By now you should have a sense that space-based communication and coordination is a highly flexible and natural match to the plug-and-play nature of the Jini networked environment, where entities come and go. This point will be reinforced as Eric and I cover leasing and transactions later in the series.
About the author
Susanne Hupfer recently coauthored JavaSpaces Principles, Patterns, and Practice with Eric Freeman and Ken Arnold. It is the official Sun Microsystems Jini Series book on the JavaSpaces distributed computing technology. Hupfer is the senior software engineer at Mirror Worlds Technologies, a Java- and Jini-based software applications company. In addition, Hupfer is the research affiliate at Yale University's Department of Computer Science, where she completed her Ph.D. in space-based systems. She would like to thank Freeman for his insights on the Jini game service example and Peter Sparago for his thoughtful review of the article.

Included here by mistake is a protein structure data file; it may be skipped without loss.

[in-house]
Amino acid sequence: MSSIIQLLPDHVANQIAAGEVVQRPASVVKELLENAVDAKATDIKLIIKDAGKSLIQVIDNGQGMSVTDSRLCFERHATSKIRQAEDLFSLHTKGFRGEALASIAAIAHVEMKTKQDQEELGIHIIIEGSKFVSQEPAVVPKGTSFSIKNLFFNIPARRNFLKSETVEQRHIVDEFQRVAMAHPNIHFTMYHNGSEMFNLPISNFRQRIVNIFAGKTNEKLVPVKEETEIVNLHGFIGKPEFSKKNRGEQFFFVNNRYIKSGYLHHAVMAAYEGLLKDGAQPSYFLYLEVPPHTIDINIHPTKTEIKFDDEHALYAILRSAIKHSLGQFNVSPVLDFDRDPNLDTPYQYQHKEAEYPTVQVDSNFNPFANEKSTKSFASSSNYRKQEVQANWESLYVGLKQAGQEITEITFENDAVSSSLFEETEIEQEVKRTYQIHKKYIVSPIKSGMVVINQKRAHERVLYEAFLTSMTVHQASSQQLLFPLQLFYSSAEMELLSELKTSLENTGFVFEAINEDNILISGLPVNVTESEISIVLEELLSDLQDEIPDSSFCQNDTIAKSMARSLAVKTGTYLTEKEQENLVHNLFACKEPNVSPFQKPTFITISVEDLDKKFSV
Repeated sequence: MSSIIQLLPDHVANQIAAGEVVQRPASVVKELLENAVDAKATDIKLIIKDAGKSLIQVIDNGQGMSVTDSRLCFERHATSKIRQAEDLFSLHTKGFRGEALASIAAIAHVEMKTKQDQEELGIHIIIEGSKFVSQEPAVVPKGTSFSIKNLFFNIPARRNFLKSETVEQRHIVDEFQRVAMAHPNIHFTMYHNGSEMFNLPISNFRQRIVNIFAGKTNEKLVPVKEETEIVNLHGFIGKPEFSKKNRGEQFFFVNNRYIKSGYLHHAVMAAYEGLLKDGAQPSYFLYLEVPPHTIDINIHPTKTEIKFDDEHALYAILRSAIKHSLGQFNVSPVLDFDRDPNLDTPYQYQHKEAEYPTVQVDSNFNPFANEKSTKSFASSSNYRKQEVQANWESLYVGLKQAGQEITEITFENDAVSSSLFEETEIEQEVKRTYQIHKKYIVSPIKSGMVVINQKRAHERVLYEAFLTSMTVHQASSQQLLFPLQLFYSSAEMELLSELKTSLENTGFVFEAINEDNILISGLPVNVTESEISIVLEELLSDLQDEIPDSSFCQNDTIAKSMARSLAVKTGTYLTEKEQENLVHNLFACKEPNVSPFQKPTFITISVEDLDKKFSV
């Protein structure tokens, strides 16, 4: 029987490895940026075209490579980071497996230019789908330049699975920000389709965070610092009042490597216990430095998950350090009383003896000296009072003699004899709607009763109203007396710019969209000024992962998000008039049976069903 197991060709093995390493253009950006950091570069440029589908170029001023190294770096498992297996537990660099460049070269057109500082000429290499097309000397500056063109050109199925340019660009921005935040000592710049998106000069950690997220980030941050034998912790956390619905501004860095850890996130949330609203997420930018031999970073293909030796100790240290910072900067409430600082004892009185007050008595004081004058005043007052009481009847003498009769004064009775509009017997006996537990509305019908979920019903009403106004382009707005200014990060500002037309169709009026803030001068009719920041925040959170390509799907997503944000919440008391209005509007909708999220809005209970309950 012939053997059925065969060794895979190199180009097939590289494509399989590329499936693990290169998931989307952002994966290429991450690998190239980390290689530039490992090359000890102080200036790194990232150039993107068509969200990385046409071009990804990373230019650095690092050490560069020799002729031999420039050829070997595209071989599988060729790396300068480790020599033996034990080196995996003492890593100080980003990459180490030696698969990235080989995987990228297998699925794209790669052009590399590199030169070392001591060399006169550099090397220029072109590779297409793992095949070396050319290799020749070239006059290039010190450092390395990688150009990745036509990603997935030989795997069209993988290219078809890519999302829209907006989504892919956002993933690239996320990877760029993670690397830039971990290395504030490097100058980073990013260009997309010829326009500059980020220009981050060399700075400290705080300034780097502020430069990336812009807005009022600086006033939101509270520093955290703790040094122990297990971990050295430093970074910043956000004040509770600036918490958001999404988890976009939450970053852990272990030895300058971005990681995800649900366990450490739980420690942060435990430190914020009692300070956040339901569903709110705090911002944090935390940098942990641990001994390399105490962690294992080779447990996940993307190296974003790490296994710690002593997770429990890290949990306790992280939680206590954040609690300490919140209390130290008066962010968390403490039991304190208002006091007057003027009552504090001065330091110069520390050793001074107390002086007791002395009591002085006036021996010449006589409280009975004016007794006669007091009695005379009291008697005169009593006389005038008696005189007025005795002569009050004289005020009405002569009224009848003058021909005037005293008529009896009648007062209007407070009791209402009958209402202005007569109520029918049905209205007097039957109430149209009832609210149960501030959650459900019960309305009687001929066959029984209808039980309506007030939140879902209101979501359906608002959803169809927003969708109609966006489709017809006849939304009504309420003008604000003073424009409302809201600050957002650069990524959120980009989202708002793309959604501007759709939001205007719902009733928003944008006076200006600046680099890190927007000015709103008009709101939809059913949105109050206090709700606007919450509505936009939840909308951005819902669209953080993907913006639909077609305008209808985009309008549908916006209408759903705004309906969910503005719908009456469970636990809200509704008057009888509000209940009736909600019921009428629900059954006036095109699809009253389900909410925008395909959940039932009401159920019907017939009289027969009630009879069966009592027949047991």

For an exploration of space-based programming concepts and code examples, as well as an in-depth look at the JavaSpaces technology APIs, refer to Sun's official Jini Technology Series book on the topic: JavaSpaces Principles, Patterns, and Practice, Eric Freeman, Susanne Hupfer, and Ken Arnold (Addison-Wesley, 1999): http://www.amazon.com/exec/obidos/ASIN/0201309556
The Jini specifications from Sun Microsystems are the definitive references on the JavaSpaces API (starting with the Jini entry specification and the JavaSpaces specification): http://www.sun.com/jini/specs
The Jini specifications are also provided in The Jini Specification -- another Jini Technology Series book -- by Ken Arnold, Bryan O'Sullivan, Robert W. Scheifler, Jim Waldo, and Ann Wollrath (Addison-Wesley, 1999): http://www.amazon.com/exec/obidos/ASIN/0201616343